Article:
Mr. KIuster said, quote, "The atmosphere is tougher than ever."

-Where's the rest? -WOMAN ON TV: Dan.

Where the hell's the rest?

DAN: Nebraska football fans voiced their criticism...

You cut it!

Coming up in Bernard Goldberg's America.

-You cut the guts out of what I said! -It was a time consideration...

Time? Bullshit! You corporate lackey.

Who told you your incompetent little fingers have the requisite skills to edit me?

I'm trying to Band-Aid a situation here, and you're too dim...

Mike. Mike. Mike.

"Mike"? "Mike"!

Try "Mr. Wallace."

We work in the same corporation, doesn't mean we work in the same profession.

Now, now what are you going to do now? You going to finesse me?

Lawyer me some more? I've been in this profession 50 fucking years!

You and the people you work for are destroying the most respected, the highest rated, the most profitable show on this network.

Here. These are their leads, their sources.

-I want you to have your reporters... -Suein Hwang and Milo Geyelin.

Have them make their own calls.

They'll find that these sources have a different story than the one that's in the dossier.

Push the deadline, Charlie.

I'll push it for a week. I want Milo and Suein to go through it.

What do you want to buy him for a gift?

Mmm, he's into kind of little cars that...

-That remote control thing? -Yeah.

All right. We'll go do that tomorrow.

MAN ON TV: The 63-36 vote was three shy of the two-thirds needed to pass...

-Mom. There's Dad. -Yes?

-On the TV. back to 1986.

The most recent trouble for Wigand occurred here...

And in IocaI news, WLKO, LouisviIIe, has gained access to a 500-page dossier on former Brown & Williamson research head, Jeffrey Wigand, detaiIing charges of shopIifting and faiIing to pay chiId support.

Wigand is currentIy teaching chemistry and Japanese at the duPont Manual High School.



WALLACE: Thousands ofdocuments from inside the tobacco industry have surfaced over the past year.

Documents that appear to confirm what a former US surgeon general and the current head of the Food and Drug Administration have been saying.

We learned of a tobacco insider who could tell us whether or not the tobacco industry has been IeveIing with the pubIic.

That insider was formerly a highIy-pIaced executive with a tobacco company.

But we cannot broadcast what critical information about tobacco, addiction and pubIic heaIth he might be abIe to offer.

Why? Because he had to sign a confidentiaIity agreement with the tobacco company he worked for.

The management of CBS has told us that knowing he had that agreement, if we were to broadcast an interview with him, CBS could be faced with a multi-billion dollar lawsuit.

The fact is, we are not aIIowed even to mention his name or the name of the company he worked for.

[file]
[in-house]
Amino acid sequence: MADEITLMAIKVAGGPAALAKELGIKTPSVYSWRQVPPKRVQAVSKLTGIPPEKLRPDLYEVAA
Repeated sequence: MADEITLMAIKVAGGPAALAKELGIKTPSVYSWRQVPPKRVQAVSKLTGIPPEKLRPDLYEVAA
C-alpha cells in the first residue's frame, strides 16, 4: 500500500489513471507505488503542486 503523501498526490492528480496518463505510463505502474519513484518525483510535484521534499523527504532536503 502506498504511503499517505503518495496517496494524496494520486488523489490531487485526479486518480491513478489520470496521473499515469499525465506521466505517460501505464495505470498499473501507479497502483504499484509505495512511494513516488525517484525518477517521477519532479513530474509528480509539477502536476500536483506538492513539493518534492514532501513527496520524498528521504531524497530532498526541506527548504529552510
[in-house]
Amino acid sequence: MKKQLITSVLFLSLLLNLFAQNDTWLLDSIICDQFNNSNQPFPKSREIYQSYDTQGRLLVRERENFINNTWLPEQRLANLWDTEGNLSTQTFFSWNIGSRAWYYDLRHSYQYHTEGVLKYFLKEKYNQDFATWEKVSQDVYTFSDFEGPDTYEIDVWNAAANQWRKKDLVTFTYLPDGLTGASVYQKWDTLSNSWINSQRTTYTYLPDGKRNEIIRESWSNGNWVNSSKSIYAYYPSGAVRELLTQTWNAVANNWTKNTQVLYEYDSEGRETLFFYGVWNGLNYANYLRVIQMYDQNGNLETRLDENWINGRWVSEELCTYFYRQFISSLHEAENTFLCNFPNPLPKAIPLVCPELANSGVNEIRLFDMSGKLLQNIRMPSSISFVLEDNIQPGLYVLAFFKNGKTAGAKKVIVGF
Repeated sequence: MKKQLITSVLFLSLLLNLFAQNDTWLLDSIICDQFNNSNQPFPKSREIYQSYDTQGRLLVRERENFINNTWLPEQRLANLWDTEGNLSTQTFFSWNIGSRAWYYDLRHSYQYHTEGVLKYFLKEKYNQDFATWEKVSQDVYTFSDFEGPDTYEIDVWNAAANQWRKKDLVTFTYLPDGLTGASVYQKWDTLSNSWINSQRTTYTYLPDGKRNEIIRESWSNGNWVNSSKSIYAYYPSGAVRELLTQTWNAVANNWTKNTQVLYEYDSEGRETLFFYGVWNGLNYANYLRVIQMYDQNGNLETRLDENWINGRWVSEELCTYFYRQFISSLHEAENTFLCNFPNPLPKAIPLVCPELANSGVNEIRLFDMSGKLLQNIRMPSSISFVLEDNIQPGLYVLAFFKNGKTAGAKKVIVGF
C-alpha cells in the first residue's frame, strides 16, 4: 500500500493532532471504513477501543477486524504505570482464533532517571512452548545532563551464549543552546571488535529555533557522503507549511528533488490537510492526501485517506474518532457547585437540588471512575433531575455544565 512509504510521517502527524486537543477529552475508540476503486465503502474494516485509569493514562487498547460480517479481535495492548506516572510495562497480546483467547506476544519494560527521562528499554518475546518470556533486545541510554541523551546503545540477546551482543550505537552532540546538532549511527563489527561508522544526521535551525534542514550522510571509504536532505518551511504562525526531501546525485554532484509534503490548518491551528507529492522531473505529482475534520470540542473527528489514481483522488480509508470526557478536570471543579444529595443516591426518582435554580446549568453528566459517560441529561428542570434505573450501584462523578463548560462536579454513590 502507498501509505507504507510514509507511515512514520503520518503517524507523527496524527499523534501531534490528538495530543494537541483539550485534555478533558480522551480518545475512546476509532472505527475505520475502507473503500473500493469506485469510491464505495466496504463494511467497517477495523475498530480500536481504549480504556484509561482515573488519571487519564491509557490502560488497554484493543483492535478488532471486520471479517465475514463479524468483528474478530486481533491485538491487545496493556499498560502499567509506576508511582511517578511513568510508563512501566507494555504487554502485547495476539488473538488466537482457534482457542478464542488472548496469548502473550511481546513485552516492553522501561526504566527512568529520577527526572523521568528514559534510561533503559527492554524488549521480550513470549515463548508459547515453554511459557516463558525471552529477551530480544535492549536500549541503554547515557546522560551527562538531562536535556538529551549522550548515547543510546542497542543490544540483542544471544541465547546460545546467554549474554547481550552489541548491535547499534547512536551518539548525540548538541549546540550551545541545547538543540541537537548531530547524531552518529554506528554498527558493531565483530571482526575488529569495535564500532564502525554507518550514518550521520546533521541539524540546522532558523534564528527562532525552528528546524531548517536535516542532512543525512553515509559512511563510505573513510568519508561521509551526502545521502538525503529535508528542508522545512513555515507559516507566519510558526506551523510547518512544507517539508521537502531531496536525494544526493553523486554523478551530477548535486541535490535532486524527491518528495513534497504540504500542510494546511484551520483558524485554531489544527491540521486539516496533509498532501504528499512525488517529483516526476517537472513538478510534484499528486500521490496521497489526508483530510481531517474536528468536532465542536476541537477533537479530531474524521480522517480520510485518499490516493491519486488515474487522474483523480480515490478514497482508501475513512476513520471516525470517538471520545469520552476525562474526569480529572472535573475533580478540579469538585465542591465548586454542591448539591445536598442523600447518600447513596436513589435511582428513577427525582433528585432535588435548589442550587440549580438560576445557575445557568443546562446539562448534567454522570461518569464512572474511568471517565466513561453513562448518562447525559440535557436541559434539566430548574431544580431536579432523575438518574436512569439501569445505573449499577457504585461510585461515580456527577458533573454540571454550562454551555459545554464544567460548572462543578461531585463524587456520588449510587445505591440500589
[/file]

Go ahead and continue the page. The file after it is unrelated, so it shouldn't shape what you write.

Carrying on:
And, of course, we cannot show you his face.

And your confidentiaIity agreement with...

(BLEEP) still in force? -VOICE OVER: Yes, it is.

So what are they gonna do? Sue you for making this appearance?

VOICE OVER: l would bet on it.

WALLACE: The former executive has reason to bet on being sued, for major cigarette manufacturers...




WALLACE: You disappeared on me.

-How Iong you staying? -I disappeared on you?

All right. What did you think?

I think it was a disgrace.





-MAN: Still no answer. -Get me the manager's office.

David. David, you've got a call on line four.

I think you better take it.

This is David McDougal. How can I help you?

Mr. McDougal, my name is Lowell Bergman.

I'm a producer for 60 Minutes.

I'm concerned for a friend of mine who's staying at your hotel right now.

Mr. Wigand?

I think I need to call the police. He won't respond.

No, no, don't call the police. Just tell him I'm on the phone with you.

My name is Lowell Bergman. Just tell him that.

Mr. Wigand, Mr. Bergman is on the telephone.

Did he hear you?

-(PHONE BEEPS) -You're breaking up. I can't hear you.

What about now?

-What? -Hello? Can you hear me now?


-What's happening? -He doesn't seem to be listening.

All right. Now listen to me. I want you to tell him, in these words, "Get on the fucking phone."

I can't say that.

No, you can. Tell him to get on the fucking phone!

He told me to tell you to get on the fucking phone!


You manipulated me into this.

-That's buIIshit, Jeff. -You greased the rails.

I greased the rails for a guy who wanted to say "yes." I helped him to say "yes."

That's all. You're not a robot, Jeff.

All right? You got a mind of your own, don't you?

"Up to you, Jeffrey.

"That's the power you have, Jeffrey.

"Vital inside information the American public need to know."

Lowell Bergman, the hotshot who never met a source he couldn't turn around.

I fought for you, and I still fight for you!

You fought for me? You manipulated me into where I am now, staring at the Brown & Williamson building!

It's all dark except the tenth floor. That's the legal department.

That's where they fuck with my life.

Jeffrey, where you going with this?

So, where you going?